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Title: Add a UAC shield to controls in C#

[Add a UAC shield to controls in C#]

In Windows Vista and later versions of Windows, you are supposed to add a UAC (user access control) shield to buttons that launch processes that require privilege elevation. Unfortunately Microsoft hasn't made this easy to do.

Adding the shield to a button is awkward but possible. The AddShieldToButton method shown in the following code does it by sending the BCM_SETSHIELD message to the button. Note that the button must have FlatStyle prperty set to System and it must contain a text caption, even if the caption is a single space character.

[DllImport("user32.dll")] public static extern int SendMessage(IntPtr hWnd, uint Msg, int wParam, int lParam); // Make the button display the UAC shield. public static void AddShieldToButton(Button btn) { const Int32 BCM_SETSHIELD = 0x160C; // Give the button the flat style and make it // display the UAC shield. btn.FlatStyle = System.Windows.Forms.FlatStyle.System; SendMessage(btn.Handle, BCM_SETSHIELD, 0, 1); }

Unfortunately Microsoft has provided no way to add the shield to anything other than a button so adding it to other things is more work. You could make an image of the shield and just add that where needed but the shield's appearance changes depending on system settings (such as regular or large font size) and might change in future releases of the operating system.

The GetUacShieldImage method shown in the following code gets an image of the system's shield and returns it in a bitmap so you can add it to menu items, picture boxes, and other controls as appropriate.

// Return a bitmap containing the UAC shield. private static Bitmap shield_bm = null; public static Bitmap GetUacShieldImage() { if (shield_bm != null) return shield_bm; const int WID = 50; const int HGT = 50; const int MARGIN = 4; // Make the button. For some reason, it must // have text or the UAC shield won't appear. Button btn = new Button(); btn.Text = " "; btn.Size = new Size(WID, HGT); AddShieldToButton(btn); // Draw the button onto a bitmap. Bitmap bm = new Bitmap(WID, HGT); btn.Refresh(); btn.DrawToBitmap(bm, new Rectangle(0, 0, WID, HGT)); // Find the part containing the shield. int min_x = WID, max_x = 0, min_y = HGT, max_y = 0; // Fill on the left. for (int y = MARGIN; y < HGT - MARGIN; y++) { // Get the leftmost pixel's color. Color target_color = bm.GetPixel(MARGIN, y); // Fill in with this color as long as we see the target. for (int x = MARGIN; x < WID - MARGIN; x++) { // See if this pixel is part of the shield. if (bm.GetPixel(x, y).Equals(target_color)) { // It's not part of the shield. // Clear the pixel. bm.SetPixel(x, y, Color.Transparent); } else { // It's part of the shield. if (min_y > y) min_y = y; if (min_x > x) min_x = x; if (max_y < y) max_y = y; if (max_x < x) max_x = x; } } } // Clip out the shield part. int shield_wid = max_x - min_x + 1; int shield_hgt = max_y - min_y + 1; shield_bm = new Bitmap(shield_wid, shield_hgt); Graphics shield_gr = Graphics.FromImage(shield_bm); shield_gr.DrawImage(bm, 0, 0, new Rectangle(min_x, min_y, shield_wid, shield_hgt), GraphicsUnit.Pixel); // Return the shield. return shield_bm; }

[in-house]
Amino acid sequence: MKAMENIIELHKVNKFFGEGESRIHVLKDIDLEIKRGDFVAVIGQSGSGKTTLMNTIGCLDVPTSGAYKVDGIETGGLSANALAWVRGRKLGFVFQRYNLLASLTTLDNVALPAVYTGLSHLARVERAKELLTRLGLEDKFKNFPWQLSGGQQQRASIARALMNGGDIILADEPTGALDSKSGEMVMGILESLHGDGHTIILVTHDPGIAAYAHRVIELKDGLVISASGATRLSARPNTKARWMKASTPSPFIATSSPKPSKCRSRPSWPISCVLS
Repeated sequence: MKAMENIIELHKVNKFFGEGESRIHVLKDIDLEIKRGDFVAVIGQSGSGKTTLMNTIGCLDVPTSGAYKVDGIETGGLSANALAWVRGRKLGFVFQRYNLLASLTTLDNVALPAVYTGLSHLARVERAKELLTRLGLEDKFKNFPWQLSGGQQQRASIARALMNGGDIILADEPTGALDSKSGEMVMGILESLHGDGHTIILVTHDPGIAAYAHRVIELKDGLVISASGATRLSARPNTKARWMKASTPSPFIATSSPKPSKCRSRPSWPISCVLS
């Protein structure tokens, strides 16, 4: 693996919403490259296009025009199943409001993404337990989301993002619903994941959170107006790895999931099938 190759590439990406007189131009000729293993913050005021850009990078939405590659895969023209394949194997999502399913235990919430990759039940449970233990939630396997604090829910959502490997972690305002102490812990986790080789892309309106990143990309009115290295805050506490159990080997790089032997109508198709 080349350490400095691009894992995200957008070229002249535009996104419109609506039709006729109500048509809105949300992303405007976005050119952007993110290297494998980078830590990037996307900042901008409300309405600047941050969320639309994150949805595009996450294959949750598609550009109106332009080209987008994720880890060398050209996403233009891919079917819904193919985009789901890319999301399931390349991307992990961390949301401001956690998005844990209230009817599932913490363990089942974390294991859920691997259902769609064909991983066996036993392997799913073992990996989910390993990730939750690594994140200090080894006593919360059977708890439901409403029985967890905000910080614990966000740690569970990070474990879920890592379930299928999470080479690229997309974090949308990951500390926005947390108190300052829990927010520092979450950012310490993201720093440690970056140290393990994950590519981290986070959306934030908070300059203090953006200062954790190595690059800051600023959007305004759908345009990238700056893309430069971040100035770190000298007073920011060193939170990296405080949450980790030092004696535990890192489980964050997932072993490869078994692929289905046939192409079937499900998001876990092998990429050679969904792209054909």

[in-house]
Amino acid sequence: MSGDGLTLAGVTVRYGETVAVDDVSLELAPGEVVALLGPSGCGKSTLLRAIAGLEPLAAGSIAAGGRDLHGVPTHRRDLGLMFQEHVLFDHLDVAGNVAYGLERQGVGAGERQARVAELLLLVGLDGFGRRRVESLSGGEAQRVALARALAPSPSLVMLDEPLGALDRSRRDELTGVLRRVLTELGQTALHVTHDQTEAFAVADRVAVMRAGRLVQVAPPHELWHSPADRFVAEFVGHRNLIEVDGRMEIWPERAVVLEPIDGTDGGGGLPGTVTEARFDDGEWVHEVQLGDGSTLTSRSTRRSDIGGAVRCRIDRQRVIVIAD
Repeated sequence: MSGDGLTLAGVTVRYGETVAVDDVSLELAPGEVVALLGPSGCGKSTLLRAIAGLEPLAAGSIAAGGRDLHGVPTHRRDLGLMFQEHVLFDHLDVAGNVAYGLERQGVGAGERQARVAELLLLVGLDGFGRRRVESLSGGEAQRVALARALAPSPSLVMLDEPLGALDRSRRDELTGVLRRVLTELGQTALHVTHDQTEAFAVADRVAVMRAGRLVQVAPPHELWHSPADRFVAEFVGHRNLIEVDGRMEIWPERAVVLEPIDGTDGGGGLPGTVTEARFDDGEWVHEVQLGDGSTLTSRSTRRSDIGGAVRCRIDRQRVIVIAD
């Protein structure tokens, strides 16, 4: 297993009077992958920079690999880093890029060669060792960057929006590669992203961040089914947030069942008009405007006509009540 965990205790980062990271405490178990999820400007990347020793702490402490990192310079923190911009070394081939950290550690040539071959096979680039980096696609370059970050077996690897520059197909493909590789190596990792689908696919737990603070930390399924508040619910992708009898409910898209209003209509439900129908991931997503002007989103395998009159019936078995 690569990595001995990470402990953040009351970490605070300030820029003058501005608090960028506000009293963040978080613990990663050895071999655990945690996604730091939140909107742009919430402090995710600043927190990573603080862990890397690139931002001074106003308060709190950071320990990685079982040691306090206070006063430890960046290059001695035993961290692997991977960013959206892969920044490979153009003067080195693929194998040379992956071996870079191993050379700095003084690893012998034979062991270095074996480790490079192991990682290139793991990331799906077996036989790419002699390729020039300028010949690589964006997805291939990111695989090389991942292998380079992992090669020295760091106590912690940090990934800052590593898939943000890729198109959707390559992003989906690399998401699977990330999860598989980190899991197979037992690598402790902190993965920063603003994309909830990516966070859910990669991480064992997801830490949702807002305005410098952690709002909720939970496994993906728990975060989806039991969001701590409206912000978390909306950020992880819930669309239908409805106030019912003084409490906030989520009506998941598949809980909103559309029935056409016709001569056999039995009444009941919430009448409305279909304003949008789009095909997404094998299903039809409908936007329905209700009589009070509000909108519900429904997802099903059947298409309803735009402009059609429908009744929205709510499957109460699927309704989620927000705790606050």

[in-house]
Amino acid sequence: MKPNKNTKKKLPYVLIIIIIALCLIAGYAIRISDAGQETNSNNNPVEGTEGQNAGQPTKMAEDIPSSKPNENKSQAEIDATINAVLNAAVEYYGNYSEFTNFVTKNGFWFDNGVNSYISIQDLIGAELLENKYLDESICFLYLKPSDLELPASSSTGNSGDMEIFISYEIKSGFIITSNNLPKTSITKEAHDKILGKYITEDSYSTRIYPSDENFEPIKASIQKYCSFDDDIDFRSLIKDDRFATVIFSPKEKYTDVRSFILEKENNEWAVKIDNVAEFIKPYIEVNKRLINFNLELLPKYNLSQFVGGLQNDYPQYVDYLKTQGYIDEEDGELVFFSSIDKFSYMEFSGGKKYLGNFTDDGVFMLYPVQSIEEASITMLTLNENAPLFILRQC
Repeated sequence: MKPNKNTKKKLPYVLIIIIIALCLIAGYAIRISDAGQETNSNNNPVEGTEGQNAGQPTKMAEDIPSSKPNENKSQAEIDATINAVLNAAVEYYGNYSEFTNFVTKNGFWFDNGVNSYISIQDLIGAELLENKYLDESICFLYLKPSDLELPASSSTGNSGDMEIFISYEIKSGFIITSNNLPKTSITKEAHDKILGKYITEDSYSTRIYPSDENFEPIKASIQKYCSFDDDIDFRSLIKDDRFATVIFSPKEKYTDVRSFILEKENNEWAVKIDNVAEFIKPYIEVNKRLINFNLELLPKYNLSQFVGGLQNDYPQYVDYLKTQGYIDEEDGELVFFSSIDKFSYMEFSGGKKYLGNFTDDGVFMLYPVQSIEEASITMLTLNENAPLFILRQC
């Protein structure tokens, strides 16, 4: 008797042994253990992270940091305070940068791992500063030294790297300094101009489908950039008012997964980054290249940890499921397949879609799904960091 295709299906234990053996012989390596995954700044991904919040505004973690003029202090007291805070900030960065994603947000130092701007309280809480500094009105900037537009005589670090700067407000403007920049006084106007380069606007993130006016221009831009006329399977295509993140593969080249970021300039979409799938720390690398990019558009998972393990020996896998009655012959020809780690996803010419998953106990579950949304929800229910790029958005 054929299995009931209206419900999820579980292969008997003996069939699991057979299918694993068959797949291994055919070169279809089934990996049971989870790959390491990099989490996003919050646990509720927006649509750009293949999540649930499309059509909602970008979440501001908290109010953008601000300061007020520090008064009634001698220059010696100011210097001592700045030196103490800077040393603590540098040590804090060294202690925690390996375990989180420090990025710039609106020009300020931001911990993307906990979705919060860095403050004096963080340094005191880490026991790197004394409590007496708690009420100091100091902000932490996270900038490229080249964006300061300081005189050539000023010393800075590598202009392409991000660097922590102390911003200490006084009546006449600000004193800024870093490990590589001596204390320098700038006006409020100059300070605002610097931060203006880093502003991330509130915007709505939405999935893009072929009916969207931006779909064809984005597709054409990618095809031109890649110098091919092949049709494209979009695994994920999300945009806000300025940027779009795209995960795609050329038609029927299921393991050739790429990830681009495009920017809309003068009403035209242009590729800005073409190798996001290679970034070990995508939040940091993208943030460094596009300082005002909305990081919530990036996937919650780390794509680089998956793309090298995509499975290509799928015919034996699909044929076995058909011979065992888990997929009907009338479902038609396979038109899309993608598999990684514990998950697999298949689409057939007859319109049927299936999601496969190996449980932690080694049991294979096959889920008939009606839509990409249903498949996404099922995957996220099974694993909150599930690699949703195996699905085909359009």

This method makes a button with a single space as its text and uses the AddShieldToButton method to give it the UAC shield. It then calls the button's DrawToBitmap method to make it draw itself onto a bitmap.

Next the code digs through the bitmap to see where the shield image is. It skips the very edges where the button's borders are and discovers the background color for each horizontal row of pixels in the bitmap. As it traverses the image, it records the largest and smallest X and Y coordinates that do not have those colors. That is where the shield is. The code also converts the background pixels to the transparent color.

Finally the code copies the shield into a new bitmap that is sized to fit and returns the new bitmap. The background pixels are transparent so you can place the shield over a non-matching background.

The following code shows how the main program adds UAC shields to a Button, MenuItem, and PictureBox.

private void Form1_Load(object sender, EventArgs e) { // Add the shield to a button. UacStuff.AddShieldToButton(btnClickMe); // Add the shield to a menu item. mnuFileFormatHardDrive.ImageScaling = ToolStripItemImageScaling.None; mnuFileFormatHardDrive.Image = UacStuff.GetUacShieldImage(); // Add the shield to a PictureBox and // move a LinkLabel next to it. picShield.Image = UacStuff.GetUacShieldImage(); int y = ClientSize.Height - 8 - picShield.Height; llblDangerous.Location = new Point( btnClickMe.Right - llblDangerous.Width, y); picShield.Location = new Point( llblDangerous.Left - picShield.Width, y); }

Most of this code is straightforward. The only non-obvious step is the final statement, which moves a LinkLabel so it sits next to a PictureBox displaying the UAC shield. (The LinkLabel itself cannot hold an image so it can't display its own shield.)

Download the example to experiment with it and to see additional details.

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